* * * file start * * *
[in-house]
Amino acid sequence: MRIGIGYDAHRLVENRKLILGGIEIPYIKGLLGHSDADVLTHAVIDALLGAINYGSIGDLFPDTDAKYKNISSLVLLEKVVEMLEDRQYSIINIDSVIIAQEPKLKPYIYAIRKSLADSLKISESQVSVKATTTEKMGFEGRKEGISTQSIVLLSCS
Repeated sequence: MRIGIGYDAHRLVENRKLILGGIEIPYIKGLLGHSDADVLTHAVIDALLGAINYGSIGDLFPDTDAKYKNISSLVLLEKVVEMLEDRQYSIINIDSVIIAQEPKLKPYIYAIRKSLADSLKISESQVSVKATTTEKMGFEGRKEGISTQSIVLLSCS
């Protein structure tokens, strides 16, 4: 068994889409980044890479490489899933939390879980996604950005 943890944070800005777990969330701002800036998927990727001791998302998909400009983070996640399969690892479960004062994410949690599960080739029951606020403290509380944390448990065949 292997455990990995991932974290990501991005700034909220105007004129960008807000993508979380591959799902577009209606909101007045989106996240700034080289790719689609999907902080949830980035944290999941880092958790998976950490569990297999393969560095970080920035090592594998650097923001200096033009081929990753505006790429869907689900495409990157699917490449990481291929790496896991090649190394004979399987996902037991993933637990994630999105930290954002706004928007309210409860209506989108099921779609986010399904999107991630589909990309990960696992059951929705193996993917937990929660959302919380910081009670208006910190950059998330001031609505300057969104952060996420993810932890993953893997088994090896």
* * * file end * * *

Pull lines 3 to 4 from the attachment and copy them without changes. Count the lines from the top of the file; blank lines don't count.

Repeated sequence: MRIGIGYDAHRLVENRKLILGGIEIPYIKGLLGHSDADVLTHAVIDALLGAINYGSIGDLFPDTDAKYKNISSLVLLEKVVEMLEDRQYSIINIDSVIIAQEPKLKPYIYAIRKSLADSLKISESQVSVKATTTEKMGFEGRKEGISTQSIVLLSCS
């Protein structure tokens, strides 16, 4: 068994889409980044890479490489899933939390879980996604950005 943890944070800005777990969330701002800036998927990727001791998302998909400009983070996640399969690892479960004062994410949690599960080739029951606020403290509380944390448990065949 292997455990990995991932974290990501991005700034909220105007004129960008807000993508979380591959799902577009209606909101007045989106996240700034080289790719689609999907902080949830980035944290999941880092958790998976950490569990297999393969560095970080920035090592594998650097923001200096033009081929990753505006790429869907689900495409990157699917490449990481291929790496896991090649190394004979399987996902037991993933637990994630999105930290954002706004928007309210409860209506989108099921779609986010399904999107991630589909990309990960696992059951929705193996993917937990929660959302919380910081009670208006910190950059998330001031609505300057969104952060996420993810932890993953893997088994090896």